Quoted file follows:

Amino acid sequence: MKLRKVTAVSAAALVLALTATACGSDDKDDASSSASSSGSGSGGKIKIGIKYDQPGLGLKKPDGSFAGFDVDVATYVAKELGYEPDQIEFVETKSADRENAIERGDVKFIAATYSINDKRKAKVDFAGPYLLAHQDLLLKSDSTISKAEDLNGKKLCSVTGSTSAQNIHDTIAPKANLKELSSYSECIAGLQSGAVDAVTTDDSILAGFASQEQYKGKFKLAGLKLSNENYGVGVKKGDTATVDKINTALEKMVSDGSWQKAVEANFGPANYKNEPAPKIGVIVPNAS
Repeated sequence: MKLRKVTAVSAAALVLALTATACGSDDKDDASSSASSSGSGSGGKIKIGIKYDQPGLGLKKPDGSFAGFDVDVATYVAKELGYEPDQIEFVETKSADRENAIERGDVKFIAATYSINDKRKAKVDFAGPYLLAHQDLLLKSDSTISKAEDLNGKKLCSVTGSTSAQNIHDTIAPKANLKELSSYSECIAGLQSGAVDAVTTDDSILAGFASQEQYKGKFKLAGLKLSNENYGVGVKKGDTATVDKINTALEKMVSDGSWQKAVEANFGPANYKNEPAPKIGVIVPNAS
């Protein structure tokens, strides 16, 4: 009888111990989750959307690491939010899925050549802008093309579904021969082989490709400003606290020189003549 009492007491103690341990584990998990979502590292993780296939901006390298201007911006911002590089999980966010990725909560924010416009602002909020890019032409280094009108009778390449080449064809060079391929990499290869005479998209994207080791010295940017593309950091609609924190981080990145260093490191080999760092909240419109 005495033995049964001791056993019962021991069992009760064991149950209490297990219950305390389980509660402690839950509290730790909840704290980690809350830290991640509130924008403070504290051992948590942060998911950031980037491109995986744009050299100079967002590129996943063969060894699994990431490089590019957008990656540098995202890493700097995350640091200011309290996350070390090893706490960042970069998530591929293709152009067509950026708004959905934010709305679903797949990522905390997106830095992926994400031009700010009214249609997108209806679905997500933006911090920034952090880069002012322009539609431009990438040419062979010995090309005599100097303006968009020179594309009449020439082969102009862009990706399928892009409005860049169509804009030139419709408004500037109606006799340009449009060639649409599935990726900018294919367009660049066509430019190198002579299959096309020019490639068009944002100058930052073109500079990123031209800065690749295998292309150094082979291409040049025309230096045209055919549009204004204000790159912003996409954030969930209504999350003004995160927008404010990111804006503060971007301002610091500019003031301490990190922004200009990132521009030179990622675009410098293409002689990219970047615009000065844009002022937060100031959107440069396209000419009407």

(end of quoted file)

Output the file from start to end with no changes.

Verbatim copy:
Amino acid sequence: MKLRKVTAVSAAALVLALTATACGSDDKDDASSSASSSGSGSGGKIKIGIKYDQPGLGLKKPDGSFAGFDVDVATYVAKELGYEPDQIEFVETKSADRENAIERGDVKFIAATYSINDKRKAKVDFAGPYLLAHQDLLLKSDSTISKAEDLNGKKLCSVTGSTSAQNIHDTIAPKANLKELSSYSECIAGLQSGAVDAVTTDDSILAGFASQEQYKGKFKLAGLKLSNENYGVGVKKGDTATVDKINTALEKMVSDGSWQKAVEANFGPANYKNEPAPKIGVIVPNAS
Repeated sequence: MKLRKVTAVSAAALVLALTATACGSDDKDDASSSASSSGSGSGGKIKIGIKYDQPGLGLKKPDGSFAGFDVDVATYVAKELGYEPDQIEFVETKSADRENAIERGDVKFIAATYSINDKRKAKVDFAGPYLLAHQDLLLKSDSTISKAEDLNGKKLCSVTGSTSAQNIHDTIAPKANLKELSSYSECIAGLQSGAVDAVTTDDSILAGFASQEQYKGKFKLAGLKLSNENYGVGVKKGDTATVDKINTALEKMVSDGSWQKAVEANFGPANYKNEPAPKIGVIVPNAS
């Protein structure tokens, strides 16, 4: 009888111990989750959307690491939010899925050549802008093309579904021969082989490709400003606290020189003549 009492007491103690341990584990998990979502590292993780296939901006390298201007911006911002590089999980966010990725909560924010416009602002909020890019032409280094009108009778390449080449064809060079391929990499290869005479998209994207080791010295940017593309950091609609924190981080990145260093490191080999760092909240419109 005495033995049964001791056993019962021991069992009760064991149950209490297990219950305390389980509660402690839950509290730790909840704290980690809350830290991640509130924008403070504290051992948590942060998911950031980037491109995986744009050299100079967002590129996943063969060894699994990431490089590019957008990656540098995202890493700097995350640091200011309290996350070390090893706490960042970069998530591929293709152009067509950026708004959905934010709305679903797949990522905390997106830095992926994400031009700010009214249609997108209806679905997500933006911090920034952090880069002012322009539609431009990438040419062979010995090309005599100097303006968009020179594309009449020439082969102009862009990706399928892009409005860049169509804009030139419709408004500037109606006799340009449009060639649409599935990726900018294919367009660049066509430019190198002579299959096309020019490639068009944002100058930052073109500079990123031209800065690749295998292309150094082979291409040049025309230096045209055919549009204004204000790159912003996409954030969930209504999350003004995160927008404010990111804006503060971007301002610091500019003031301490990190922004200009990132521009030179990622675009410098293409002689990219970047615009000065844009002022937060100031959107440069396209000419009407």